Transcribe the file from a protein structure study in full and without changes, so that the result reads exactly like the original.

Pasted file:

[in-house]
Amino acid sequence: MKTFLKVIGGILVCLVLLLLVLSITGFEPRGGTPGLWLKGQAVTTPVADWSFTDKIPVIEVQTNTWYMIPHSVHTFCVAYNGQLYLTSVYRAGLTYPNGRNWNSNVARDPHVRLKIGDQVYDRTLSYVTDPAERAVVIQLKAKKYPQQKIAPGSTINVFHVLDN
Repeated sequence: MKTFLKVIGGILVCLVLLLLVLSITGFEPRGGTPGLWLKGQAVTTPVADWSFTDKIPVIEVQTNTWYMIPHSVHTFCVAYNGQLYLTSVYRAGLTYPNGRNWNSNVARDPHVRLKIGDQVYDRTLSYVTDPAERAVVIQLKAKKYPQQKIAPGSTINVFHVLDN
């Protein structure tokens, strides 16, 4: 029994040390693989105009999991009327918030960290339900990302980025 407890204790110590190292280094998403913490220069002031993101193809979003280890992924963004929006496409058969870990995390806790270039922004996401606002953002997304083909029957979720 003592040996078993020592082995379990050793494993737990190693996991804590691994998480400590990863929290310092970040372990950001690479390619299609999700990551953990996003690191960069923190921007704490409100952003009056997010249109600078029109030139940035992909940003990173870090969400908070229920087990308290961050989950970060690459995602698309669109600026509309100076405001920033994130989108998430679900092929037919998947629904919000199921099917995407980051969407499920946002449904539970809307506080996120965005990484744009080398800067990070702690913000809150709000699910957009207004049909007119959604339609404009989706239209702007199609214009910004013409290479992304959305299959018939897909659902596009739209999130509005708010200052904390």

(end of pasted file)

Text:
[in-house]
Amino acid sequence: MKTFLKVIGGILVCLVLLLLVLSITGFEPRGGTPGLWLKGQAVTTPVADWSFTDKIPVIEVQTNTWYMIPHSVHTFCVAYNGQLYLTSVYRAGLTYPNGRNWNSNVARDPHVRLKIGDQVYDRTLSYVTDPAERAVVIQLKAKKYPQQKIAPGSTINVFHVLDN
Repeated sequence: MKTFLKVIGGILVCLVLLLLVLSITGFEPRGGTPGLWLKGQAVTTPVADWSFTDKIPVIEVQTNTWYMIPHSVHTFCVAYNGQLYLTSVYRAGLTYPNGRNWNSNVARDPHVRLKIGDQVYDRTLSYVTDPAERAVVIQLKAKKYPQQKIAPGSTINVFHVLDN
């Protein structure tokens, strides 16, 4: 029994040390693989105009999991009327918030960290339900990302980025 407890204790110590190292280094998403913490220069002031993101193809979003280890992924963004929006496409058969870990995390806790270039922004996401606002953002997304083909029957979720 003592040996078993020592082995379990050793494993737990190693996991804590691994998480400590990863929290310092970040372990950001690479390619299609999700990551953990996003690191960069923190921007704490409100952003009056997010249109600078029109030139940035992909940003990173870090969400908070229920087990308290961050989950970060690459995602698309669109600026509309100076405001920033994130989108998430679900092929037919998947629904919000199921099917995407980051969407499920946002449904539970809307506080996120965005990484744009080398800067990070702690913000809150709000699910957009207004049909007119959604339609404009989706239209702007199609214009910004013409290479992304959305299959018939897909659902596009739209999130509005708010200052904390």